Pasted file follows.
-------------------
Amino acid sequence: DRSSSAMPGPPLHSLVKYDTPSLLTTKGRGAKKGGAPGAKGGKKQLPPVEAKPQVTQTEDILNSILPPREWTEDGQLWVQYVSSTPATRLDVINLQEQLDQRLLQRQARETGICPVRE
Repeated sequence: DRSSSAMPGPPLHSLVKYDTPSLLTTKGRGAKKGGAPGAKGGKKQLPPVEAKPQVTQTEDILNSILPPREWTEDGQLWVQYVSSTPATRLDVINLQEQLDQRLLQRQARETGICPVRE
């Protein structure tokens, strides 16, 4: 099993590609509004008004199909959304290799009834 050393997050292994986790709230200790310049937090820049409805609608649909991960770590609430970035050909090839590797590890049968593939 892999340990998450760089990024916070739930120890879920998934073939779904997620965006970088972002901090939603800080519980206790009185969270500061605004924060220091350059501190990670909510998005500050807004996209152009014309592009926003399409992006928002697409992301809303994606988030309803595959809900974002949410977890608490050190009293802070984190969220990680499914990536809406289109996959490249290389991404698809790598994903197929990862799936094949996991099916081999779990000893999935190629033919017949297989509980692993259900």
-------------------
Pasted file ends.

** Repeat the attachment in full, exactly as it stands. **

Amino acid sequence: DRSSSAMPGPPLHSLVKYDTPSLLTTKGRGAKKGGAPGAKGGKKQLPPVEAKPQVTQTEDILNSILPPREWTEDGQLWVQYVSSTPATRLDVINLQEQLDQRLLQRQARETGICPVRE
Repeated sequence: DRSSSAMPGPPLHSLVKYDTPSLLTTKGRGAKKGGAPGAKGGKKQLPPVEAKPQVTQTEDILNSILPPREWTEDGQLWVQYVSSTPATRLDVINLQEQLDQRLLQRQARETGICPVRE
């Protein structure tokens, strides 16, 4: 099993590609509004008004199909959304290799009834 050393997050292994986790709230200790310049937090820049409805609608649909991960770590609430970035050909090839590797590890049968593939 892999340990998450760089990024916070739930120890879920998934073939779904997620965006970088972002901090939603800080519980206790009185969270500061605004924060220091350059501190990670909510998005500050807004996209152009014309592009926003399409992006928002697409992301809303994606988030309803595959809900974002949410977890608490050190009293802070984190969220990680499914990536809406289109996959490249290389991404698809790598994903197929990862799936094949996991099916081999779990000893999935190629033919017949297989509980692993259900």